Yukon Liberals will review spending, present spring budget

Yesterday's one day sitting lasted a scant 75 minutes; the Yukon Party official opposition didn't like it but admitted they had agreed to it.

Premier Sandy Silver will look through the books before crafting first Liberal budget

The 34th session of the Yukon legislative assembly began this week. (Nancy Thomson/CBC)

The 34th session of the Yukon legislative assembly got underway yesterday with a brisk sitting, about an and hour and half long.

That gave the fledging Liberal government enough time to elect a Speaker (Riverdale North MLA Nils Clarke), hear a very succinct throne speech from Commissioner Doug Phillips, and appoint members to the various Standing Committees of the assembly.

Premier Sandy Silver will carry out a review of spending priorities over the next two months, and introduce a budget during the spring sitting in March.

The throne speech repeated Silver's oft-stated commitment to seek reconciliation with Yukon First Nations.

Move to government side

"It's a different view over here," Silver quipped while standing to reply during a debate on the throne speech.

He then went on to outline the government's priorities, including creating jobs, diversifying the economy and protecting the environment. 

Silver pledged to "govern in a respectful manner, and I've asked the same of my colleagues on this side of the House."

Yukon Party MLA Stacey Hassard, a former cabinet minister, gave his first speech in his new role as leader of the official opposition. 

He lost no time in taking Silver and his government to task.

Hassard noted that as the opposition's "key role" is to hold government to account, "a longer sitting would have been more appropriate." 

He conceded though that the Yukon Party opposition had in fact agreed to the short sitting.

Hassard then accused Silver of allowing the federal government to "challenge" Yukon's autonomy.

"We've seen that with the recent federal government decision to ban offshore drilling without consulting with the Yukon," he said, also citing cuts to transfer payments. 

Speaking afterwards with reporters, Silver acknowledged that the ban on offshore Arctic drilling was a "unilateral move. That's exactly what happened here."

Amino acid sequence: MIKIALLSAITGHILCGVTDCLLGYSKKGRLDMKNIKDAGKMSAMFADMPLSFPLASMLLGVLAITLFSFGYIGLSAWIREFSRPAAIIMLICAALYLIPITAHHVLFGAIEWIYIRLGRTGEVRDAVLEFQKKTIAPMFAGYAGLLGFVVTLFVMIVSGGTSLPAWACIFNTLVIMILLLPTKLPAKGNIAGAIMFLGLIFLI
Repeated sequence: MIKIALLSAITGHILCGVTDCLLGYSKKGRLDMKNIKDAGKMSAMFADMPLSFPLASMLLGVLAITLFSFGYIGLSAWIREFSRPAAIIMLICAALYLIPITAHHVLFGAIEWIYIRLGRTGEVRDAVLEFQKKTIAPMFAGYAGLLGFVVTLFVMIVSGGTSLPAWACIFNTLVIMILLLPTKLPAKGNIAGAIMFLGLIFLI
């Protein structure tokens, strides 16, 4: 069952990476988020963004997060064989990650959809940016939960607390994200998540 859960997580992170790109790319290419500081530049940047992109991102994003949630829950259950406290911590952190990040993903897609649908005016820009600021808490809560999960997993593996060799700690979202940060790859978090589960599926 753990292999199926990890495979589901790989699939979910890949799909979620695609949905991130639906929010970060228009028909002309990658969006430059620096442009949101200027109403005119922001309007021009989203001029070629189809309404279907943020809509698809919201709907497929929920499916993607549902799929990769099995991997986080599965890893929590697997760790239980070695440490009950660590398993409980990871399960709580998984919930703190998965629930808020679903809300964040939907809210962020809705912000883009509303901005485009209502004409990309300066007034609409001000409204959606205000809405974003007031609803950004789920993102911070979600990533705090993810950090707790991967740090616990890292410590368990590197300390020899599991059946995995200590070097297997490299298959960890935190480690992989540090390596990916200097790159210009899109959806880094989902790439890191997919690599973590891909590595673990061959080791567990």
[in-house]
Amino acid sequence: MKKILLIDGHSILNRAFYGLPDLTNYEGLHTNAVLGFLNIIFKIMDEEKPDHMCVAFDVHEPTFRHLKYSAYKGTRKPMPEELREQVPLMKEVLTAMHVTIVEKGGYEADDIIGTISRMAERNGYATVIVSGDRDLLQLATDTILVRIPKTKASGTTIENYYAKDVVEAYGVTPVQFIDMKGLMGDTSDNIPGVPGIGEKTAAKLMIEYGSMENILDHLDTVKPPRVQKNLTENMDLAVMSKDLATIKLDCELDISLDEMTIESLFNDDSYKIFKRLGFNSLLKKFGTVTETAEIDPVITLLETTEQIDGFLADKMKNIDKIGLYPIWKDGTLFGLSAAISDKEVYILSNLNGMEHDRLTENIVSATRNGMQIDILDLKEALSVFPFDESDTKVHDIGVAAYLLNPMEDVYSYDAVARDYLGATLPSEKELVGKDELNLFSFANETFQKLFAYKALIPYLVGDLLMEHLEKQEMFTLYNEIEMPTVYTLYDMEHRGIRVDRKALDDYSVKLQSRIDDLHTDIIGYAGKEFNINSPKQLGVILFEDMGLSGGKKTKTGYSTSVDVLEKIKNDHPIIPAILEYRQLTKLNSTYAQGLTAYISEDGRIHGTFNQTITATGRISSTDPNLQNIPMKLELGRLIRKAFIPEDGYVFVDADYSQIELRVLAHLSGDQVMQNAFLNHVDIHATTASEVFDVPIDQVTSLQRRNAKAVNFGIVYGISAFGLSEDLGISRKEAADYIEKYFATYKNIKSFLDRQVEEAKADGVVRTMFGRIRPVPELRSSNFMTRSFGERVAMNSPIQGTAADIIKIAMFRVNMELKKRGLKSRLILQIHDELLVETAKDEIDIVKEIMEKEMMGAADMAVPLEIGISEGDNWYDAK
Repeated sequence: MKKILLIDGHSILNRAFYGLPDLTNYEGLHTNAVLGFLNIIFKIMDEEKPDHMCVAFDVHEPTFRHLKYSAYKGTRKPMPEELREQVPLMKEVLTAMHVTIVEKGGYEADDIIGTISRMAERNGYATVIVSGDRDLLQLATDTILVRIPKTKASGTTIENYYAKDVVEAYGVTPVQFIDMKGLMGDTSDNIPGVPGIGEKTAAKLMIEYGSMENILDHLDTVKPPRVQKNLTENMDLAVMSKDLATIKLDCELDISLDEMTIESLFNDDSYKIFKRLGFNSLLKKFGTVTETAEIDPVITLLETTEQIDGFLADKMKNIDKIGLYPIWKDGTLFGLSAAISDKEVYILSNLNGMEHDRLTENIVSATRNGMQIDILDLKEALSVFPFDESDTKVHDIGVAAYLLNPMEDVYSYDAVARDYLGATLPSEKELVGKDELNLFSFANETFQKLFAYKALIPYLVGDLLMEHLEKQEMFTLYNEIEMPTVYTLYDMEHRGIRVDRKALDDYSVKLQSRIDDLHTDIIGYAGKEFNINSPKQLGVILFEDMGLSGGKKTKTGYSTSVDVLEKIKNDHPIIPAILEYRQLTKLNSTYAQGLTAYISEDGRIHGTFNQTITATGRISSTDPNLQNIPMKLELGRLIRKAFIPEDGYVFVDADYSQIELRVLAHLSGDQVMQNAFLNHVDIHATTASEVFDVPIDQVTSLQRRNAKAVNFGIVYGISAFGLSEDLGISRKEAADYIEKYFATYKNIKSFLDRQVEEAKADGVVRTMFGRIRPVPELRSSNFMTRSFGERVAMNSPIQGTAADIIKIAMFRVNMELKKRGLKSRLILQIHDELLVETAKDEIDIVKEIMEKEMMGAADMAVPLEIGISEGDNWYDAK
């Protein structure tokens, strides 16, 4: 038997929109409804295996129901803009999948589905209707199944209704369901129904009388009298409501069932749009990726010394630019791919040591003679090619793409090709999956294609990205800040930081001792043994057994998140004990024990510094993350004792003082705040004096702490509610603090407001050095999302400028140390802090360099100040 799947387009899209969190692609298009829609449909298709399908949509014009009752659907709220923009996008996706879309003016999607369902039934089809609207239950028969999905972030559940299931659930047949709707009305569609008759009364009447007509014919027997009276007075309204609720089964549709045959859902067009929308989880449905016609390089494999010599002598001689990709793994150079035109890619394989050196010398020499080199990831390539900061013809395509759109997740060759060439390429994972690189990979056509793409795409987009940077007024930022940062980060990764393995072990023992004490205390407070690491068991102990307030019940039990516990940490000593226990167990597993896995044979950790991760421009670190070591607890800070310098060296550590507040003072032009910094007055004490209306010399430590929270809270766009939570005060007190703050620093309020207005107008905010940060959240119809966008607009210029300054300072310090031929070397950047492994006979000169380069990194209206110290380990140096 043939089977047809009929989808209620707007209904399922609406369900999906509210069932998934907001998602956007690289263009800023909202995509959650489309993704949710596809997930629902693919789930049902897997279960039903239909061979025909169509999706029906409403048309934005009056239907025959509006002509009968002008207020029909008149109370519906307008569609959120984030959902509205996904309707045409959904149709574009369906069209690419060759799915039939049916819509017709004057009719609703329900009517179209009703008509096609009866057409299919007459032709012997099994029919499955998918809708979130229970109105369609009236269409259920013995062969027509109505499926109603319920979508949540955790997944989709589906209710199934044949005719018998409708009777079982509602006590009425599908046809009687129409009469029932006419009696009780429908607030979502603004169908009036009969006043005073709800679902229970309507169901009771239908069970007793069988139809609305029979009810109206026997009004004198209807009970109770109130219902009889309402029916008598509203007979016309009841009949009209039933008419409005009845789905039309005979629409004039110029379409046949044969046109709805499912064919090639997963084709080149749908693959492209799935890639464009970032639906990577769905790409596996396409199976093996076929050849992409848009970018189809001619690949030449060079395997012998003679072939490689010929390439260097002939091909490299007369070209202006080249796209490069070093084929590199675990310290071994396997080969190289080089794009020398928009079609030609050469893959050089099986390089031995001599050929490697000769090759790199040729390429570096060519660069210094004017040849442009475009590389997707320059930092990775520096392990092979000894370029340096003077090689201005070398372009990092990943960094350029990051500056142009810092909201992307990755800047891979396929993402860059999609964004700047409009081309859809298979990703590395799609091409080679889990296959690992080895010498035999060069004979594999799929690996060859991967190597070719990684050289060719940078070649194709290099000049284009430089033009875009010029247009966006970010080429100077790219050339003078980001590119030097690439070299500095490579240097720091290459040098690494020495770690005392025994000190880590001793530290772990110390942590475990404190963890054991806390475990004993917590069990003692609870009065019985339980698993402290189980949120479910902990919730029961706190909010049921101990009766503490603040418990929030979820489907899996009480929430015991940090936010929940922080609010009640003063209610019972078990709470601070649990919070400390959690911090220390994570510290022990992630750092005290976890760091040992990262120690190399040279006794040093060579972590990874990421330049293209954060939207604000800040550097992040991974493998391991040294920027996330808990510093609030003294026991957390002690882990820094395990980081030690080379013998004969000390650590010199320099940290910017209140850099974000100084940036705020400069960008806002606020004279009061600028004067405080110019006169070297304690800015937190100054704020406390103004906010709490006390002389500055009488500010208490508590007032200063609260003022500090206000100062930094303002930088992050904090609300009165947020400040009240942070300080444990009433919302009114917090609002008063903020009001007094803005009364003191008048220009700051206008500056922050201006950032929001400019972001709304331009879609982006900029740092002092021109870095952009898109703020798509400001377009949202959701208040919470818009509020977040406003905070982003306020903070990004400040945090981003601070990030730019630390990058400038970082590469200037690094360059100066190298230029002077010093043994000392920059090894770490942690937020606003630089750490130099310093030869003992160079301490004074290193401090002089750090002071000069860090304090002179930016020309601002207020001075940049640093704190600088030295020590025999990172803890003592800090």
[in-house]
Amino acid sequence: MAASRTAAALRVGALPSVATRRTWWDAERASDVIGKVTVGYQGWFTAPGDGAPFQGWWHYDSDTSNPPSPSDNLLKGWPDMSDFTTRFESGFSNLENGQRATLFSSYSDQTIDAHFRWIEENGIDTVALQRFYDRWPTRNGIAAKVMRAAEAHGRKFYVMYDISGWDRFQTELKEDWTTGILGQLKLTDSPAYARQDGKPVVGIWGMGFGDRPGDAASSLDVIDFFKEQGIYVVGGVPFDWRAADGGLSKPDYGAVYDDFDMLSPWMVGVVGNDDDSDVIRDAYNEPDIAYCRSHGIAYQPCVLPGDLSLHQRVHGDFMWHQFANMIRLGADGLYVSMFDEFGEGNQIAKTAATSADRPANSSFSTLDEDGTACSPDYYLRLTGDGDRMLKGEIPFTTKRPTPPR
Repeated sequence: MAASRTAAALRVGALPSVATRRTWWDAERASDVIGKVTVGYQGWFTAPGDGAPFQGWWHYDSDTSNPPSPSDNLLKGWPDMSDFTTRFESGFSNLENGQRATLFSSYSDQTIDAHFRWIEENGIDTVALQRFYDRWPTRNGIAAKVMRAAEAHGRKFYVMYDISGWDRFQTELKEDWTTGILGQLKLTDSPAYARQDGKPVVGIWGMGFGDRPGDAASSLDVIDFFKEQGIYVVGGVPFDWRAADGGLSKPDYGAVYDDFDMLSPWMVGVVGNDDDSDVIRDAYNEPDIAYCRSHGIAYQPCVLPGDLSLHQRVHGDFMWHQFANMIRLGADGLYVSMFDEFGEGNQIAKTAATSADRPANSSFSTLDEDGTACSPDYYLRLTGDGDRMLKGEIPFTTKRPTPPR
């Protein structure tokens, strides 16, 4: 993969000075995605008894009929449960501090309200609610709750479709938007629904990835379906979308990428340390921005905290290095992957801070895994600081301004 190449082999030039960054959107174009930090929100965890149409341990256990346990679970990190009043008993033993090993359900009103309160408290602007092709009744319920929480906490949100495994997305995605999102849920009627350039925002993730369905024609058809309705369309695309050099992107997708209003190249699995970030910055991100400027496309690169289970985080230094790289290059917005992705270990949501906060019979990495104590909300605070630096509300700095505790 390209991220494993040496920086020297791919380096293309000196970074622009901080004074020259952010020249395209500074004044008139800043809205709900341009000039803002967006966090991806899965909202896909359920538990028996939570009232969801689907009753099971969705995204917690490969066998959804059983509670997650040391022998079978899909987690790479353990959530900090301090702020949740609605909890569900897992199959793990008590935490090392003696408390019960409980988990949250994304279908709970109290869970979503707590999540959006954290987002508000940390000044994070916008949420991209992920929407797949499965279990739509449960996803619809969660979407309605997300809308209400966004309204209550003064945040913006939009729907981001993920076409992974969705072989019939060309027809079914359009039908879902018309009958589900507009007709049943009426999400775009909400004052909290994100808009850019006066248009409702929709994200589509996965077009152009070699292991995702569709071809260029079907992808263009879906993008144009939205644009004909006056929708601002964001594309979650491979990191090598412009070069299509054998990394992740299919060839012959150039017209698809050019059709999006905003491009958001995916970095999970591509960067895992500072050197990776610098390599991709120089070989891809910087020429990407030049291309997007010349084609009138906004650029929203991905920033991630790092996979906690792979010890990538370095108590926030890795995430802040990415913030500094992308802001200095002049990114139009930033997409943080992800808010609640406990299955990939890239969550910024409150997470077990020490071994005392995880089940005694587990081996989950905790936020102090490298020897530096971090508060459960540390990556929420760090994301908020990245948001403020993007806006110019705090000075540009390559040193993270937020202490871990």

Silver said the federal explanation was that it had to "move quickly with Obama because of the fears of the next government."

He added the northern territories made it clear that  "we don't like unilteral moves and we made that blatantly known, and we told him we need to see him up here for any decisions that affect the North. He said he 'understood.'"

NDP strike conciliatory tone

NDP Kate White was the sole MLA in the house during the sitting.

Her tone was more conciliatory; she began by congratulating the government for stating that the legislative assembly sits on the traditional territory of the Kwanlin Dün First Nation and the Ta'an Kwäch'än Council. 

"I thank the new premier for acknowledging that," she said. She reminded the government that Yukon First Nations are "looking for action, not just for words."

She repeated the NDP's primary stance from the election campaign, urging the government to "keep our water clean and protected... a strong first step is to ban fracking in the Yukon forever."

Speaking to reporters later, White said she's "hopeful" that the Liberal government will be more accountable than its Yukon Party predecessor.

White said she's already met with community services minister John Streicker on the issue of rights for mobile home residents, adding that it had taken her four years to obtain the same meeting under the Yukon Party government. 

Yesterday's debate on the throne speech was just a small sampling of what's to come. Opposition members will have wait until the spring sitting for a full-on question period.

And Yukoners will have to wait until March to see if the Liberals put their money where their mouth is. 


To encourage thoughtful and respectful conversations, first and last names will appear with each submission to CBC/Radio-Canada's online communities (except in children and youth-oriented communities). Pseudonyms will no longer be permitted.

By submitting a comment, you accept that CBC has the right to reproduce and publish that comment in whole or in part, in any manner CBC chooses. Please note that CBC does not endorse the opinions expressed in comments. Comments on this story are moderated according to our Submission Guidelines. Comments are welcome while open. We reserve the right to close comments at any time.

Become a CBC Member

Join the conversation  Create account

Already have an account?